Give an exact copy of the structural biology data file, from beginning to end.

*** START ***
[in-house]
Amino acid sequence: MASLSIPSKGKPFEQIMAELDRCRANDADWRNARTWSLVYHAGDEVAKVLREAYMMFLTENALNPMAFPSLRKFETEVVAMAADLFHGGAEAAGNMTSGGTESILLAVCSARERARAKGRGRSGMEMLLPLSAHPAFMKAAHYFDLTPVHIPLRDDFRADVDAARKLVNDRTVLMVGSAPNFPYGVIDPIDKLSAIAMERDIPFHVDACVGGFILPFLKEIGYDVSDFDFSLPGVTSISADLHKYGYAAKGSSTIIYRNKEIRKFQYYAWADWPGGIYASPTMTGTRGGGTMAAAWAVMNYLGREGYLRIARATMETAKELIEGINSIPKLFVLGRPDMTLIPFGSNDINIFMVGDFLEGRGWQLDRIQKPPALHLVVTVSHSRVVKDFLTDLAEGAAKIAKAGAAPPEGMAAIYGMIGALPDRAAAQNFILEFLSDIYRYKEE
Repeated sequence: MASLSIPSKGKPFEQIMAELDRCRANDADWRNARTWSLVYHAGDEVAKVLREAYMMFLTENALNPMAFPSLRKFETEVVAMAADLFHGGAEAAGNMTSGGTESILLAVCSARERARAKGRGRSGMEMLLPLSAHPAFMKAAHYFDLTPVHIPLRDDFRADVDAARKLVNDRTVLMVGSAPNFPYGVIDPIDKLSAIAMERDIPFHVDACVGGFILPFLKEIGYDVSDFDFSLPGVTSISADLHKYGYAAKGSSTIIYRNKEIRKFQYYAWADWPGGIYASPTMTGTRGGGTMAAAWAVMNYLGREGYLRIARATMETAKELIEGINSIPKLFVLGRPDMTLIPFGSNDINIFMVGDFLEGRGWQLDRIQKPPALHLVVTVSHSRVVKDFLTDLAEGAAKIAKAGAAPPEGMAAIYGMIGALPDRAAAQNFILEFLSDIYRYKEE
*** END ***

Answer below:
[in-house]
Amino acid sequence: MASLSIPSKGKPFEQIMAELDRCRANDADWRNARTWSLVYHAGDEVAKVLREAYMMFLTENALNPMAFPSLRKFETEVVAMAADLFHGGAEAAGNMTSGGTESILLAVCSARERARAKGRGRSGMEMLLPLSAHPAFMKAAHYFDLTPVHIPLRDDFRADVDAARKLVNDRTVLMVGSAPNFPYGVIDPIDKLSAIAMERDIPFHVDACVGGFILPFLKEIGYDVSDFDFSLPGVTSISADLHKYGYAAKGSSTIIYRNKEIRKFQYYAWADWPGGIYASPTMTGTRGGGTMAAAWAVMNYLGREGYLRIARATMETAKELIEGINSIPKLFVLGRPDMTLIPFGSNDINIFMVGDFLEGRGWQLDRIQKPPALHLVVTVSHSRVVKDFLTDLAEGAAKIAKAGAAPPEGMAAIYGMIGALPDRAAAQNFILEFLSDIYRYKEE
Repeated sequence: MASLSIPSKGKPFEQIMAELDRCRANDADWRNARTWSLVYHAGDEVAKVLREAYMMFLTENALNPMAFPSLRKFETEVVAMAADLFHGGAEAAGNMTSGGTESILLAVCSARERARAKGRGRSGMEMLLPLSAHPAFMKAAHYFDLTPVHIPLRDDFRADVDAARKLVNDRTVLMVGSAPNFPYGVIDPIDKLSAIAMERDIPFHVDACVGGFILPFLKEIGYDVSDFDFSLPGVTSISADLHKYGYAAKGSSTIIYRNKEIRKFQYYAWADWPGGIYASPTMTGTRGGGTMAAAWAVMNYLGREGYLRIARATMETAKELIEGINSIPKLFVLGRPDMTLIPFGSNDINIFMVGDFLEGRGWQLDRIQKPPALHLVVTVSHSRVVKDFLTDLAEGAAKIAKAGAAPPEGMAAIYGMIGALPDRAAAQNFILEFLSDIYRYKEE